There’s been a lot of talk about a recent jury verdict against Hillcrest Nursing Home, a Kentucky facility, after a patient fell while attempting to transfer herself to the toilet– and there should be, the jury hit the facility with a $7 million dollar verdict.
The incident involved a patient who was 67-years-young, who was admitted to the nursing home for rehabilitation following a knee surgery. Perhaps due to the woman’s youthful appearance, the nurses aide told the woman that she was busy and she could use the toilet herself. It was during the unassisted transfer to the commode, that the nursing home patient fell and severely injured the surgically repaired leg. The leg was so severely injured that it had to be amputated following the fall.
However, as a nursing home lawyer, I am drawn to the common fact pattern that forms the basis of the lawsuit as opposed to the end result. I see many nursing home and hospital patients suffer needless injuries in the bathroom primarily due to two reasons: 1) the staff fails to provide assistance to the patient to get them on to the toilet and 2) the staff leave the patient on the toilet without any supervision.
Of course no one wants to needlessly invade another person’s privacy, but when it comes to patients who require assistance, patient safety must trump expectations of privacy.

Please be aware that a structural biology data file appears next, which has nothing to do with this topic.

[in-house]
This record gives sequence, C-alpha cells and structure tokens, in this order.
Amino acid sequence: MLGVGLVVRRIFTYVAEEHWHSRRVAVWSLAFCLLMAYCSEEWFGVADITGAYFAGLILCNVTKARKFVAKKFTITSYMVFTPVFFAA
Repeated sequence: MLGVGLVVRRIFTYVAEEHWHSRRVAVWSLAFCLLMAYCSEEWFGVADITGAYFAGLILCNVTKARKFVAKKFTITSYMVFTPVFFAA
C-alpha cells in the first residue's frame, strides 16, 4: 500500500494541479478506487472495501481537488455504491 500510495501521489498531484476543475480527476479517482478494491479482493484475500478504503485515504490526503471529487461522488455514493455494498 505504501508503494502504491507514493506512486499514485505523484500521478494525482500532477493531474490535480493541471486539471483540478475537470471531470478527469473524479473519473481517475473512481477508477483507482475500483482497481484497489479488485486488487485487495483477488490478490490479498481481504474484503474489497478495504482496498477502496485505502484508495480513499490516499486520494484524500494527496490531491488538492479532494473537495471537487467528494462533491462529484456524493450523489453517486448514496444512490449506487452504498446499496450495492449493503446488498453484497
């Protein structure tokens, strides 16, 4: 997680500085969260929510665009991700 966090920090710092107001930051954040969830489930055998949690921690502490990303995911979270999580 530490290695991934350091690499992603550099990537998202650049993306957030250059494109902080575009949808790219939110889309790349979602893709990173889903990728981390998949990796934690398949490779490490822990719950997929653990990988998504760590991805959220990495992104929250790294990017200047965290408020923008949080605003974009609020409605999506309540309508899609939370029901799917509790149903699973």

Even when relatively healthy patients can seemingly navigate their way from their bed to the bathroom and place themselves on the toilet, staff must strictly adhere to the doctors orders when it comes to assistance.
Much more so than in other areas of medical facilities, I tend to see patients suffer injuries in the bathroom due to:
- Changes in their blood pressure when getting out of bed or from a wheelchair
- Lack of stability devices within the bathroom– guardrails, hand grips
- Staff slow to respond to patients requests to use the toilet
- Inadequate staffing levels at facilities to provide the level of patient assistance set forth in a patients care plan
- Staff that ignore physician orders with respect to assistance when it comes to bathroom use
I guess the moral of all this is that while patient privacy certainly has a place, when it comes to using the restroom, don’t be shy about asking for assistance— you just may need it.
For more information on nursing homes in Kentucky look here.